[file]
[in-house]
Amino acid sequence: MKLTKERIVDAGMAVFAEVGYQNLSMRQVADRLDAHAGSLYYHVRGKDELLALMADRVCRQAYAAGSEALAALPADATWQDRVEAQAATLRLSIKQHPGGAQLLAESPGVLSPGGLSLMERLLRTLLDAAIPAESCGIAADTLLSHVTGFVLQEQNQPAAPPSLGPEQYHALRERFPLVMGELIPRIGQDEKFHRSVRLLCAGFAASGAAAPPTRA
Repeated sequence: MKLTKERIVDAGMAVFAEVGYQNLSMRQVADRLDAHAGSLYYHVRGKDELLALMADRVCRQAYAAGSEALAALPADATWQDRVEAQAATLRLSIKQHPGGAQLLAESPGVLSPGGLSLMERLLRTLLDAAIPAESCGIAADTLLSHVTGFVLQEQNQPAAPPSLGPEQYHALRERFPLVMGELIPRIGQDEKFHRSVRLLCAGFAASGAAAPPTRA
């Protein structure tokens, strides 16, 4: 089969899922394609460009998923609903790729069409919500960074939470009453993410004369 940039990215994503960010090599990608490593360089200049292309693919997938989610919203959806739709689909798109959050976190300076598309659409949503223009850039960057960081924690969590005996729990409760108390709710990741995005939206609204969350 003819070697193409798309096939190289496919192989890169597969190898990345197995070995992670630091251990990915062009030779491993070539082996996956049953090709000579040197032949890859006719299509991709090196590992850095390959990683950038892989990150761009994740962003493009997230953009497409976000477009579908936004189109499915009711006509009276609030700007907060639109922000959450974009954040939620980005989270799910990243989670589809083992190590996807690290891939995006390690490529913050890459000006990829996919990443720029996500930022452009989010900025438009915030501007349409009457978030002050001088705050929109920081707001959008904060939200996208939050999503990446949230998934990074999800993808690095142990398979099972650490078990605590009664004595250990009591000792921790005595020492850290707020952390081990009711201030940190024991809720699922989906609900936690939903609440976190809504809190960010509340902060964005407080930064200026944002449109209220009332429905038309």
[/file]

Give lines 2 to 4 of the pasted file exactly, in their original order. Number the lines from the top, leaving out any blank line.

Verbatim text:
Amino acid sequence: MKLTKERIVDAGMAVFAEVGYQNLSMRQVADRLDAHAGSLYYHVRGKDELLALMADRVCRQAYAAGSEALAALPADATWQDRVEAQAATLRLSIKQHPGGAQLLAESPGVLSPGGLSLMERLLRTLLDAAIPAESCGIAADTLLSHVTGFVLQEQNQPAAPPSLGPEQYHALRERFPLVMGELIPRIGQDEKFHRSVRLLCAGFAASGAAAPPTRA
Repeated sequence: MKLTKERIVDAGMAVFAEVGYQNLSMRQVADRLDAHAGSLYYHVRGKDELLALMADRVCRQAYAAGSEALAALPADATWQDRVEAQAATLRLSIKQHPGGAQLLAESPGVLSPGGLSLMERLLRTLLDAAIPAESCGIAADTLLSHVTGFVLQEQNQPAAPPSLGPEQYHALRERFPLVMGELIPRIGQDEKFHRSVRLLCAGFAASGAAAPPTRA
């Protein structure tokens, strides 16, 4: 089969899922394609460009998923609903790729069409919500960074939470009453993410004369 940039990215994503960010090599990608490593360089200049292309693919997938989610919203959806739709689909798109959050976190300076598309659409949503223009850039960057960081924690969590005996729990409760108390709710990741995005939206609204969350 003819070697193409798309096939190289496919192989890169597969190898990345197995070995992670630091251990990915062009030779491993070539082996996956049953090709000579040197032949890859006719299509991709090196590992850095390959990683950038892989990150761009994740962003493009997230953009497409976000477009579908936004189109499915009711006509009276609030700007907060639109922000959450974009954040939620980005989270799910990243989670589809083992190590996807690290891939995006390690490529913050890459000006990829996919990443720029996500930022452009989010900025438009915030501007349409009457978030002050001088705050929109920081707001959008904060939200996208939050999503990446949230998934990074999800993808690095142990398979099972650490078990605590009664004595250990009591000792921790005595020492850290707020952390081990009711201030940190024991809720699922989906609900936690939903609440976190809504809190960010509340902060964005407080930064200026944002449109209220009332429905038309």